Neighbouring Montenegro also has a large diaspora. The foreign ministry said it estimated that as many Montenegrins lived abroad as lived in Montenegro itself – some 630,000 – but there is no data on how many are brought back for burial each year.
Likewise, Albania estimates that some 1.6 million Albanians live abroad, while the country’s population is some 2.8 million, but authorities there also said they had no data on how many deceased Albanians were repatriated.
North Macedonia’s foreign ministry, however, told BIRN that documents were issued in 522 cases last year for the transfer back of Macedonians who died abroad, 684 in 2018 and 599 in 2017.
BIRN requested the same information from Serbia’s foreign ministry but had not received any data by the time of publication.
Lockdowns imposed across the continent to combat the spread of COVID-19 may have slowed the business of bringing back bodies for burial in the Balkans, but the ensuing economic depression may well fuel greater emigration from the region.
In Mramor, Gashi said that for many, when the time comes, the cost will not stand in the way of them being brought back to the Balkans for burial.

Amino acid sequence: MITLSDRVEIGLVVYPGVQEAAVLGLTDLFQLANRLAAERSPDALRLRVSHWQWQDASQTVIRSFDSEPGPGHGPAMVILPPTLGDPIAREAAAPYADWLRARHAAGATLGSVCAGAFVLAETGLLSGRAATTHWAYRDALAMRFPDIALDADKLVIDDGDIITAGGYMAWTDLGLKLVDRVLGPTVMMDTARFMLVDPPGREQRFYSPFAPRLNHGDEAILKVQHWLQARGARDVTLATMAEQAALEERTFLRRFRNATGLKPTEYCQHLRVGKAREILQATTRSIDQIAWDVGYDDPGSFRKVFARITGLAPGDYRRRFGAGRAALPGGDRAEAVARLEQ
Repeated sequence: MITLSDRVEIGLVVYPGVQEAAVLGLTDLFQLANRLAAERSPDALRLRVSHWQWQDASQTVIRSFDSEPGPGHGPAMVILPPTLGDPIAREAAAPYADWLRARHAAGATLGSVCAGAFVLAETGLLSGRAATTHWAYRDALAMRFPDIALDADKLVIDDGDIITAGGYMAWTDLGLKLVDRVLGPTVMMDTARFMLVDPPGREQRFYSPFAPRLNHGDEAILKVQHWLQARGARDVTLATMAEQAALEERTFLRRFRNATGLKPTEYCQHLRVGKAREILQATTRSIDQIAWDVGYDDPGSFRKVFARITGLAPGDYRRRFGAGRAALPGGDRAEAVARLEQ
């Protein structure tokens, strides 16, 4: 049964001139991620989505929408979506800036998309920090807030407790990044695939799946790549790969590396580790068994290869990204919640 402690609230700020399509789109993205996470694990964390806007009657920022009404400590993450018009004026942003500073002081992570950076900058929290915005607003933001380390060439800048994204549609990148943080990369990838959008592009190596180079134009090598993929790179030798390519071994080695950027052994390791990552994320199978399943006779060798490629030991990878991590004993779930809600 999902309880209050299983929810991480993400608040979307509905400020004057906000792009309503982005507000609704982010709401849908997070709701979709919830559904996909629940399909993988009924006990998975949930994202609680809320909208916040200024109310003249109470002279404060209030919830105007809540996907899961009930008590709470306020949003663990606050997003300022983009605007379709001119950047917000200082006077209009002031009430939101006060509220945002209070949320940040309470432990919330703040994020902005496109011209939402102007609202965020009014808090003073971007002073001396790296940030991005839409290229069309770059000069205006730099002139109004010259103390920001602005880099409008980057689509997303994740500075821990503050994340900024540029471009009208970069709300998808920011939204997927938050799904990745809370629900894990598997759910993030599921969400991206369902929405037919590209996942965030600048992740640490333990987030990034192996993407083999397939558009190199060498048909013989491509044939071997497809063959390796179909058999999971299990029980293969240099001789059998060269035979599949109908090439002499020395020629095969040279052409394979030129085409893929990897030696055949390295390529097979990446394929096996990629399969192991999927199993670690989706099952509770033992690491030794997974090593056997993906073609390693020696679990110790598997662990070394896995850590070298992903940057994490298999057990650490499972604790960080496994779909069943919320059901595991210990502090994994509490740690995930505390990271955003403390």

He cited a friend whose 20-year-old nephew was killed in Sweden, where he was born and raised. “The family paid 18,000 euros in plane tickets to all come to Kosovo for the burial,” he said.
Jeton Musliu is a journalist currently working as a news editor at the public broadcaster, Radio Television of Kosovo, RTK. He previously worked as an editor at the daily Tribuna, as a journalist for BIRN in Kosovo and for the daily newspaper, Express. Throughout his career, he collaborated with various international media and won several national and international awards in investigative journalism.
The Resonant Voices Initiative in the EU is funded by the European Union’s Internal Security Fund – Police.
The of this story is the sole responsibility of BIRN and can in no way be taken to reflect the views of the European Union.